I will admit I didn’t see much of the Firecracker 100 super late model race at Lernerville this weekend, as I was catching my hometown super late show at Winchester. But I do know that Ricky Thornton Jr. continued his reign of terror in 2023, grabbing another $50,000 victory. 

Anyone remember back when “stage winner, MTJ” became a catchphrase the year Martin Truex Jr. won the Cup Series title? “Feature winner, RTJ” is going to be a part of any dirt fan’s vernacular by the end of 2023 the way he’s running.

Dirt Racing’s Hero of the Weekend

Contrary to the visceral reaction many of our readers had to one of my last columns prominently featuring Larson, I am very much a fan of Yung Money and have a reason for naming him the hero of the weekend at Huset’s despite his finishing third in the feature event. That shoutout goes to Larson for an exchange he fired off on social media earlier in the week regarding his status as a sprint car driver.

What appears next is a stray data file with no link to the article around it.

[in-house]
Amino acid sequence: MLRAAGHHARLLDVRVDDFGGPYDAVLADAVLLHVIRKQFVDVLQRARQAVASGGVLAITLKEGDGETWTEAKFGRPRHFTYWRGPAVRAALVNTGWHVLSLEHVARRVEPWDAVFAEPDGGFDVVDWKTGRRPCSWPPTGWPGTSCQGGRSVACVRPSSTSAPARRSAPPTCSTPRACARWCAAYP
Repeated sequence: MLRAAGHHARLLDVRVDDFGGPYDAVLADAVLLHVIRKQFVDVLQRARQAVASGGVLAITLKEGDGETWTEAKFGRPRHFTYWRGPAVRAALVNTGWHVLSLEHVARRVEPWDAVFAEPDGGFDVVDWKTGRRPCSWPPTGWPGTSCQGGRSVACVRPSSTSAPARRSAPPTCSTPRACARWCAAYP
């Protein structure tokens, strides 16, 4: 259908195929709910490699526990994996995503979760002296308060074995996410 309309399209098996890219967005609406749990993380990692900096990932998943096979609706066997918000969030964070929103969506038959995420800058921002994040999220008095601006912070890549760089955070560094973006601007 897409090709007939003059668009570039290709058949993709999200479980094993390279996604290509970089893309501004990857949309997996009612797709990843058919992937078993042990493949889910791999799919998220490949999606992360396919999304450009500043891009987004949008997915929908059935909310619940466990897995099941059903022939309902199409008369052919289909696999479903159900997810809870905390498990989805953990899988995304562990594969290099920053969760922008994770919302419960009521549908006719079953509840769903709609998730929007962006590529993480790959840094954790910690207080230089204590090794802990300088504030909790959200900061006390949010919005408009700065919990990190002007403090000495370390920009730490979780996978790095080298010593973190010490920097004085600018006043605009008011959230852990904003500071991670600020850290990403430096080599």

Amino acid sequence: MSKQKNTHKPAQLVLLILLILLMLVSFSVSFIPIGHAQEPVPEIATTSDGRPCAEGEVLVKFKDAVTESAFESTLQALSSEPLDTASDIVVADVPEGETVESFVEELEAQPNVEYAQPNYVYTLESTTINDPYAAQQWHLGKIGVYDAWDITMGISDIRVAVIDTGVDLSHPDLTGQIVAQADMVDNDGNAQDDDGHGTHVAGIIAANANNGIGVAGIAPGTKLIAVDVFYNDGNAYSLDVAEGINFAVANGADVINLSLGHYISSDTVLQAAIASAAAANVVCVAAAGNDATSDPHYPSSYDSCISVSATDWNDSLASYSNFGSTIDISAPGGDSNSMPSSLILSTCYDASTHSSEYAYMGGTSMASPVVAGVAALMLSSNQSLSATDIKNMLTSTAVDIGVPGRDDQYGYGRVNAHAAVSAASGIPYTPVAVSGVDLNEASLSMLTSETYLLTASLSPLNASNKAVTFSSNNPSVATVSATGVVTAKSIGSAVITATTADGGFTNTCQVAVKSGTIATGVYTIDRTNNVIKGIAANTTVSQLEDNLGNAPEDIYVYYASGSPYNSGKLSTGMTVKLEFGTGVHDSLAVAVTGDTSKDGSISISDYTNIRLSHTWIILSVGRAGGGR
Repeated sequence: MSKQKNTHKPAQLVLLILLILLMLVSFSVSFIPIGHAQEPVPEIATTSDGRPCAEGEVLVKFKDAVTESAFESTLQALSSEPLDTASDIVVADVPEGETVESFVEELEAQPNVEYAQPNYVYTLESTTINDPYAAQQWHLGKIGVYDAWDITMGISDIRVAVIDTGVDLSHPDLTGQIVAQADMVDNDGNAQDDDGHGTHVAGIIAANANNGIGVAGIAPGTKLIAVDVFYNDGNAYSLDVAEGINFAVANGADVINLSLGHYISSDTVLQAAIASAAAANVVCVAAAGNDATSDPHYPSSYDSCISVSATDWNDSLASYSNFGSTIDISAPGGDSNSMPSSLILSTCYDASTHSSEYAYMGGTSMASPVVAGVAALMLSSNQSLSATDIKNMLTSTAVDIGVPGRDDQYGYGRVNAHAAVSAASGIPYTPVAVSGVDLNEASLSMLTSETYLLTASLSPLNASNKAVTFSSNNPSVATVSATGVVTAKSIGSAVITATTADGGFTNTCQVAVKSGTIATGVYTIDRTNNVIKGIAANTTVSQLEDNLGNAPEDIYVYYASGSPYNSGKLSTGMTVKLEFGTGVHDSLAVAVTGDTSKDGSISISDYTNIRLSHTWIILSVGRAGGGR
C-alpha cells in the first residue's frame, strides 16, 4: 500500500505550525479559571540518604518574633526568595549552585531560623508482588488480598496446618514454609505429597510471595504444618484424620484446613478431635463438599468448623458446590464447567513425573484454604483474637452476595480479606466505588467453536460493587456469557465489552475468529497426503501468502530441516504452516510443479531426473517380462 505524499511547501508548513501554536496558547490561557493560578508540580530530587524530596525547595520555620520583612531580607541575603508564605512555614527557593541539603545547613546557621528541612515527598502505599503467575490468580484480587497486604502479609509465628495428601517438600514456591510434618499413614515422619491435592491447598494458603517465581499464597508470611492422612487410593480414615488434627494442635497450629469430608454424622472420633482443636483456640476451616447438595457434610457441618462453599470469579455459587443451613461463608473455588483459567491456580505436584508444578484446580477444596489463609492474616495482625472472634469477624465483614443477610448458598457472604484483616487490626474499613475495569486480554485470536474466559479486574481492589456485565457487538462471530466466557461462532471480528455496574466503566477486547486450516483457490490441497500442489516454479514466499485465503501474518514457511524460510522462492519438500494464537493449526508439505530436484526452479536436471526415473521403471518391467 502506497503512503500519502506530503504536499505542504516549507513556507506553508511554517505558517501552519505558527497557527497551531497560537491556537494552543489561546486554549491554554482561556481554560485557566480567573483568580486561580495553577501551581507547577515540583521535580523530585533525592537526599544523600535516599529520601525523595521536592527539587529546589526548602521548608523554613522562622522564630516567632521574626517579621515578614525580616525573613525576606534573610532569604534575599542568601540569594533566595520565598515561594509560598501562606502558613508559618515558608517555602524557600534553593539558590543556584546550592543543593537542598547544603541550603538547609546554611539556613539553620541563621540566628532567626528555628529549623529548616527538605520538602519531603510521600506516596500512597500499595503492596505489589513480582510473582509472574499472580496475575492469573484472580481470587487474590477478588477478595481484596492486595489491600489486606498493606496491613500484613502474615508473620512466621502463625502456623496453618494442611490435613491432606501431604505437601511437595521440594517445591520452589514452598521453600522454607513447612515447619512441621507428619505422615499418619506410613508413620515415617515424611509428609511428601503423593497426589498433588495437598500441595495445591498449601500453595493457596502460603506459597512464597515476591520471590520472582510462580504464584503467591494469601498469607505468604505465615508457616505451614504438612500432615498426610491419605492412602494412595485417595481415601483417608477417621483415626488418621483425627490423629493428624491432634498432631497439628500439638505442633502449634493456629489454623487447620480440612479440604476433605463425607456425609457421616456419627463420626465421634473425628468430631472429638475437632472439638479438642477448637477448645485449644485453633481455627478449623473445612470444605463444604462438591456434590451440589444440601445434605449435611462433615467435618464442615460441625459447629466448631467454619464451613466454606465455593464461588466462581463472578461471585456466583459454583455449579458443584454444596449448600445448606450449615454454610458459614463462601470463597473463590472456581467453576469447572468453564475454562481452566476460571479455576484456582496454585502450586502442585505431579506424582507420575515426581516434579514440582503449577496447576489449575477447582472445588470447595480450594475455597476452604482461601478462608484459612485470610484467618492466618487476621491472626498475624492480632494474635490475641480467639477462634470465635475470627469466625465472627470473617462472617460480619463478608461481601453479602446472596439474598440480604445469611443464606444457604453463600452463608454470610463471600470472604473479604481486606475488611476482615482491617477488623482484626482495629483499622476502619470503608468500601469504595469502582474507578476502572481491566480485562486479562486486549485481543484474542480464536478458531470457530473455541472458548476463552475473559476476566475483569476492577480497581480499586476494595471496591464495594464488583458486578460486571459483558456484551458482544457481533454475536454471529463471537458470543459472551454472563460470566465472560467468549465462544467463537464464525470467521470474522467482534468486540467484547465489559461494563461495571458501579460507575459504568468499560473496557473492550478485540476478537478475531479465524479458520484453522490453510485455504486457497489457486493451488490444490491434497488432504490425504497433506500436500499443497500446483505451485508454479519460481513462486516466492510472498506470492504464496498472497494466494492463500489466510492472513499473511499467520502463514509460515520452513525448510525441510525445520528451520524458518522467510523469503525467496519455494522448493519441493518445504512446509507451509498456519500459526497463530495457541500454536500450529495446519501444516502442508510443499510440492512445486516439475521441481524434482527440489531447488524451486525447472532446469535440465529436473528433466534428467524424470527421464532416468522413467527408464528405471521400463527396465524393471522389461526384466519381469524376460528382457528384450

What’s the significance here? It’s part of a consistent thread that Larson has been preaching with regard to dirt racing, both in sprint cars and late models alike. Namely, how professional the drivers that race these cars in fact are. 

Larson has adamantly opposed any and all comments that consider dirt racing as a step down for a NASCAR regular, and his doing so, along with actively promoting races across both late model and sprint car racing bringing big money to dirt racing, are just continuing examples of how the nation’s greatest dirt racer is also taking responsibility for carrying said sport.